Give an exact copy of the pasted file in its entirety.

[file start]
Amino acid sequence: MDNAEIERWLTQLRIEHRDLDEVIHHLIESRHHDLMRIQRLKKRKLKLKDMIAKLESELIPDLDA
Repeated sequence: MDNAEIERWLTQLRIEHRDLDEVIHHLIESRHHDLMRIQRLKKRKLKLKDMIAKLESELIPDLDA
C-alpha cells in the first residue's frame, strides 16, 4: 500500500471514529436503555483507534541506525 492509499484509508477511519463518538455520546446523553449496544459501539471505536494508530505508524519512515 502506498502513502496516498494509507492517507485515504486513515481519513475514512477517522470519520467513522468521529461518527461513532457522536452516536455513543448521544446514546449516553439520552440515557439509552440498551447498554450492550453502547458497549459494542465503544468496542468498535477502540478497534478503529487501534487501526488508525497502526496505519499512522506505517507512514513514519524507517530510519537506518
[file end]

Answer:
Amino acid sequence: MDNAEIERWLTQLRIEHRDLDEVIHHLIESRHHDLMRIQRLKKRKLKLKDMIAKLESELIPDLDA
Repeated sequence: MDNAEIERWLTQLRIEHRDLDEVIHHLIESRHHDLMRIQRLKKRKLKLKDMIAKLESELIPDLDA
C-alpha cells in the first residue's frame, strides 16, 4: 500500500471514529436503555483507534541506525 492509499484509508477511519463518538455520546446523553449496544459501539471505536494508530505508524519512515 502506498502513502496516498494509507492517507485515504486513515481519513475514512477517522470519520467513522468521529461518527461513532457522536452516536455513543448521544446514546449516553439520552440515557439509552440498551447498554450492550453502547458497549459494542465503544468496542468498535477502540478497534478503529487501534487501526488508525497502526496505519499512522506505517507512514513514519524507517530510519537506518